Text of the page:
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Development of a patient safety care activity scale for clinical nurses in Korea



The aim of this study was to develop a scale to measure patient safety care activities for clinical nurses and to verify validity and reliability it.


Literature review and expert consultation were utilized to develop the scale of the Patient Safety Care Activities. The validity and reliability analyses were conducted with 428 nurses working at 5 general hospitals. Exploratory factor analysis of the scale was performed, and convergent and discriminant validity as well as internal consistency reliability were determined.


Eight subcategories (security, patient identification, operation (invasive procedure), medication, blood transfusion, management of infection, management of falls & sores, management of firefighting) with 44 items were validated to measure patient safety care activities. Convergent and discriminant validity indicated the applicability of the eight-factor Patient Safety Care Activities scale. The reliability of the Patient Safety Care Activities Scale was acceptable, with Cronbach’s a = .88 ~ .95.


The developed scale showed content, construct validity, and reliability, as well as convergent validity for each item and discriminant validity between the factors. This makes it suitable for use in a diverse range of future studies on patient safety care activity.

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Hospital safety incidents refer to all types of errors, mistakes, and accidents that occur in a hospital regardless of the harm caused on the patient [1]. Aging of population, increased prevalence of chronic diseases, advances in medical technology, and establishment of a national health insurance system improved people’s access to healthcare services, and as a result, unexpected safety incidents are bound to occur. Failure to promote patient safety in a healthcare facility threatens patients’ lives as well as undermining patients’ trust in healthcare professionals and facility and prolonging hospital stay, resulting in poor healthcare quality and financial loss [2]. Therefore, ensuring patient safety must be the most important responsibility of healthcare facilities, and nurses should demonstrate clear strategies and objectives to enhance patient safety while providing care [3].

The Institute of Medicine report that proposed patient safety incidents as a major culprit deteriorating the quality of healthcare service [4] sparked much interest in healthcare service errors in the field of medicine. South Korea conducts healthcare facility accreditation evaluations, which includes items about patient safety, every 3 years since 2004, and with an implementation of stricter evaluation criteria pertaining to patient safety from 2007, the evaluation now includes more specific items such as marking of surgical site and patient identification before medication administration and sampling for diagnostic purposes [5]. Recently, there have been more effort to institutionalize patient safety, such as increased acquiring of or effort to acquire an accreditation from the Joint Commission International (JCI) among tertiary hospitals.

Safety care activities are the identification, improvement, and prevention of problems or potential problems that may arise during the process of treatment and care [6]. The Joint Commission (TJC) standard is the gold standard in patient safety management in hospital practice, and it consists of items such as accuracy of treatment, efficiency of communication among healthcare professionals, safety of drug use (accurate and safe administration), and reduction of risk of injury from falls. Nursing work is closely related to patient safety in types of work such as infection control, medication administration, fall management, and facility management, and because nurses are the final healthcare providers who can detect and address errors pertinent to medication and treatment [7], nurses’ interests and perception of safety care activities are critical factors in improving patient safety.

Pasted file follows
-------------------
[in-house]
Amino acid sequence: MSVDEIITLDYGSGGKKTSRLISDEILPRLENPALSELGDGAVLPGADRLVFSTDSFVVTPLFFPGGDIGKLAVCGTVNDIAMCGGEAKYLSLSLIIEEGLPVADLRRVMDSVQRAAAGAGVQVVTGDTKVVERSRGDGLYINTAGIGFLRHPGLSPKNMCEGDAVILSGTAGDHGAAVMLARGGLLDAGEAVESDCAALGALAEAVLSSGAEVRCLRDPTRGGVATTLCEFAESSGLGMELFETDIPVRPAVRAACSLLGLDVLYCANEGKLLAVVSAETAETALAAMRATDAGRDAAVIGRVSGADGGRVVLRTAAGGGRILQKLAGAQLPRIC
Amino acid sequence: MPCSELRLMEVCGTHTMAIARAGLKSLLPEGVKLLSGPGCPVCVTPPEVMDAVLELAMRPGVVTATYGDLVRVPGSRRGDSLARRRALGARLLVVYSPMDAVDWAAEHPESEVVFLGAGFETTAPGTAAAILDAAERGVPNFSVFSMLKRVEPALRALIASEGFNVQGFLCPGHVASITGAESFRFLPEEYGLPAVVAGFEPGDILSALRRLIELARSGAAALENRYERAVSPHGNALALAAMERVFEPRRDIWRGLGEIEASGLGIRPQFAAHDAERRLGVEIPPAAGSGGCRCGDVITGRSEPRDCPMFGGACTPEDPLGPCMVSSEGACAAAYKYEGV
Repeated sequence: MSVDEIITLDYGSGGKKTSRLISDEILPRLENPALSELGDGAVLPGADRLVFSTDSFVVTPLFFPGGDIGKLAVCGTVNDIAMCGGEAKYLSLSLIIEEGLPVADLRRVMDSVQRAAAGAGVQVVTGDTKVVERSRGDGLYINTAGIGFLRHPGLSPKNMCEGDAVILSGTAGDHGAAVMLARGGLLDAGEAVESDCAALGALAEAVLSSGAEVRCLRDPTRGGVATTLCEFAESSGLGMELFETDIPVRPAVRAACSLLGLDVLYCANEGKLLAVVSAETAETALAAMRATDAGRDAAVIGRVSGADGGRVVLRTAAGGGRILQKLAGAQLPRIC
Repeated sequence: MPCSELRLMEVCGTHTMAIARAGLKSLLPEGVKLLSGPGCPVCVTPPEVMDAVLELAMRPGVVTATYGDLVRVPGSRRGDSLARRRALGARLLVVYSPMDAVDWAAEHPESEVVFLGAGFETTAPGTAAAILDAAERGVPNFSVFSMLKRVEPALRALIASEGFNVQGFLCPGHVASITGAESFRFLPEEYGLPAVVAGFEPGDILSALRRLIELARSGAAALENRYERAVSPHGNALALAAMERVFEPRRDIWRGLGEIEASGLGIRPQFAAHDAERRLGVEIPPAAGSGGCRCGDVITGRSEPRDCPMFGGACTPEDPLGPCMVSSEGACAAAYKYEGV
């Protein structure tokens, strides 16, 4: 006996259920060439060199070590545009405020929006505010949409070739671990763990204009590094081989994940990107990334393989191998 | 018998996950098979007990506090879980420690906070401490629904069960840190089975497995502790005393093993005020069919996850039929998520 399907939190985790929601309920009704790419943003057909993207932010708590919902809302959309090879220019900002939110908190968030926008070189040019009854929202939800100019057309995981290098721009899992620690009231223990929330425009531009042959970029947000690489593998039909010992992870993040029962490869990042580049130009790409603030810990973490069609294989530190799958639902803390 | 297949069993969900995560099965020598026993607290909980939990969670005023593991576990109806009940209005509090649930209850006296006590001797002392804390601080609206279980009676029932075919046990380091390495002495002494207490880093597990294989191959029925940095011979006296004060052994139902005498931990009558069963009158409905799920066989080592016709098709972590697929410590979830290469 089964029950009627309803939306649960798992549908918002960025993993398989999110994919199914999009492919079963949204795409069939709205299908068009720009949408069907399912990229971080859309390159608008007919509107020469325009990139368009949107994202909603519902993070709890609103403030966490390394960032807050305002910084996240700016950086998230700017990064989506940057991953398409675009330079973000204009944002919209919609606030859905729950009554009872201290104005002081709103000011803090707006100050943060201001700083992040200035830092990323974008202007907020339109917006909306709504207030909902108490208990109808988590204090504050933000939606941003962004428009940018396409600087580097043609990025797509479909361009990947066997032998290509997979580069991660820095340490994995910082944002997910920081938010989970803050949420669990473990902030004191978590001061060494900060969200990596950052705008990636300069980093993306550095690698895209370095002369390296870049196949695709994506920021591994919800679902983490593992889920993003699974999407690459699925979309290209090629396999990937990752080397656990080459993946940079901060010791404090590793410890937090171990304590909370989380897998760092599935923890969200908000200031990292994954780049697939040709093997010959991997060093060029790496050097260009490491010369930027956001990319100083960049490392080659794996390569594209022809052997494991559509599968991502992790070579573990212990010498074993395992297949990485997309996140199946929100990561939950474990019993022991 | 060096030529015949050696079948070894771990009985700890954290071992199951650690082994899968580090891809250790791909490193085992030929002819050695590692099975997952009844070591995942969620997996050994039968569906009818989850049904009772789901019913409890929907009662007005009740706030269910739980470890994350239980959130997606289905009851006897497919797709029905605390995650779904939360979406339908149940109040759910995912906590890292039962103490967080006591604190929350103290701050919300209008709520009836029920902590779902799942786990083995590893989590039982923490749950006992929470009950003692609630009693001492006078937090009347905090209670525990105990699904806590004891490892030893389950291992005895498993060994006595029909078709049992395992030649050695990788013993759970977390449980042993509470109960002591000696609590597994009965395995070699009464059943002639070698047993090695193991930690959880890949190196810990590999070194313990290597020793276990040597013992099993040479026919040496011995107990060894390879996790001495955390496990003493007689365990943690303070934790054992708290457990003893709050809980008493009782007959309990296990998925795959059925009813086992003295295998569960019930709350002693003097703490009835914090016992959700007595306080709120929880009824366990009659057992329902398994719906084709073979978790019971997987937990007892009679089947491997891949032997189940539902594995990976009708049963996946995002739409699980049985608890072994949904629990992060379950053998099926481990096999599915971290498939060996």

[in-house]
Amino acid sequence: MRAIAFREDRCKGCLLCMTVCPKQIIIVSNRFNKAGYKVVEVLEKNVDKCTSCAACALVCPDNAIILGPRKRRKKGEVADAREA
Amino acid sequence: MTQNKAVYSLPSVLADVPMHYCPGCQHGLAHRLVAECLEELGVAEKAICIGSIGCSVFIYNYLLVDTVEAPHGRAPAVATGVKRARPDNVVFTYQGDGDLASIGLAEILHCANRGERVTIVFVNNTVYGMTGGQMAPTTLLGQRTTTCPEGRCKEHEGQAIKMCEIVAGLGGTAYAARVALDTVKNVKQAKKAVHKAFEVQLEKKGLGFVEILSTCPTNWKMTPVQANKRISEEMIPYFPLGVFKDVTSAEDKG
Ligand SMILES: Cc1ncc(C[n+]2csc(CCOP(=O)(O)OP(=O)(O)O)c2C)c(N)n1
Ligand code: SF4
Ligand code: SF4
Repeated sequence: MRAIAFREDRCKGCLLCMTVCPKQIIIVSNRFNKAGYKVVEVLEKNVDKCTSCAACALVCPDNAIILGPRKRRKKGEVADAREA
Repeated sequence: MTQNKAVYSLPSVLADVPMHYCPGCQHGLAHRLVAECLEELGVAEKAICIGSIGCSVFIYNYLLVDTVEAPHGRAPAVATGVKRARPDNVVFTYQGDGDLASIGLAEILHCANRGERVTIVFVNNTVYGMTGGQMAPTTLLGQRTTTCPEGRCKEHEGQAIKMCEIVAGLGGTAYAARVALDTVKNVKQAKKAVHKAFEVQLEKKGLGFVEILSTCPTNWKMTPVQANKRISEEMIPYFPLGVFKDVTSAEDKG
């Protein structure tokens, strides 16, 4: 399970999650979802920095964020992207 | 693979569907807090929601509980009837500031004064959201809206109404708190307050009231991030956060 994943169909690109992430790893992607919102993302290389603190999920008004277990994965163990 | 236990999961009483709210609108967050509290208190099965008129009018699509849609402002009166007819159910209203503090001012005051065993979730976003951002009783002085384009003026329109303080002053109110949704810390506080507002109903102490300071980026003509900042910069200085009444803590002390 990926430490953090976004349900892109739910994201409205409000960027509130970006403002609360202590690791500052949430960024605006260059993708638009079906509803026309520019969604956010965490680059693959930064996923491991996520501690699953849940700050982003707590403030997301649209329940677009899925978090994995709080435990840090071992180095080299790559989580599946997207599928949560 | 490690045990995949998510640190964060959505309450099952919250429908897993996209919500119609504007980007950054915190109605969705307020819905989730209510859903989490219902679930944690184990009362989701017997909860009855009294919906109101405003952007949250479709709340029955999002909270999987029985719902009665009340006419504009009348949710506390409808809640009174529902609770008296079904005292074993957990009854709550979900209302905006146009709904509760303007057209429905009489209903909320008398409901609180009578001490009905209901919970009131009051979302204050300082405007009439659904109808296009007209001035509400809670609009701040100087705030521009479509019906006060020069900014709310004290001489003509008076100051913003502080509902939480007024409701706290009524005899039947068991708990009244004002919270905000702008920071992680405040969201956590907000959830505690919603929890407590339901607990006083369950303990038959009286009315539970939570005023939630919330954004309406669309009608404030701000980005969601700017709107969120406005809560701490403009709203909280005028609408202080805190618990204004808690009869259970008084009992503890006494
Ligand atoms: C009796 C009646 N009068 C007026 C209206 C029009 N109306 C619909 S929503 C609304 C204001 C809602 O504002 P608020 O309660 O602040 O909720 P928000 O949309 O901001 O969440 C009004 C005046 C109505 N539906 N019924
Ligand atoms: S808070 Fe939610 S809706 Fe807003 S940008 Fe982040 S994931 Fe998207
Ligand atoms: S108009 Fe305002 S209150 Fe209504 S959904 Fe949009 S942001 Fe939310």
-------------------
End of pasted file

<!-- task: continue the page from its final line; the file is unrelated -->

Nurses, who directly deliver healthcare service to patients, are responsible for a broad scope of work, and safety care activities encompass a variety of areas. Thus, standardized guidelines for and an instrument to assess safety care activities would contribute to enhancing the quality of safety care activities and patient safety outcomes through accurate and consistent management and assessment. However, the currently available instruments to measure safety care activities only contain some of the areas in the healthcare accreditation standard, such as only focusing on infection, communication, falls, medical equipment management, surgery/invasive procedures, staff safety, or fire safety [8], or only partially cover a variety of areas, including falls, participant training, infection, facility inspection, fire, patient identification, communication, medication administration, and blood transfusion [9]. The objective of to directly compare safety care activities is to prepare guidelines for integrated safety management activities. Existing tools were intended to measure falls, bedsores, and fire prevention in part, and most available tools are non-standardized tools with unestablished reliability and validity. Furthermore, the validated tools for medication administration safety [10] and falls and bedsore care [11,12,13] only assess a single safety care activity. As a result, these tools are significant for patient safety in the corresponding areas but cannot present the level of comprehensive patient safety activities. In addition, studies also measure the awareness of patient safety culture to indirectly propose the level of safety care activities with an argument that individuals with a high awareness of patient safety culture will engage in a high level of safety care activities [8, 9, 14].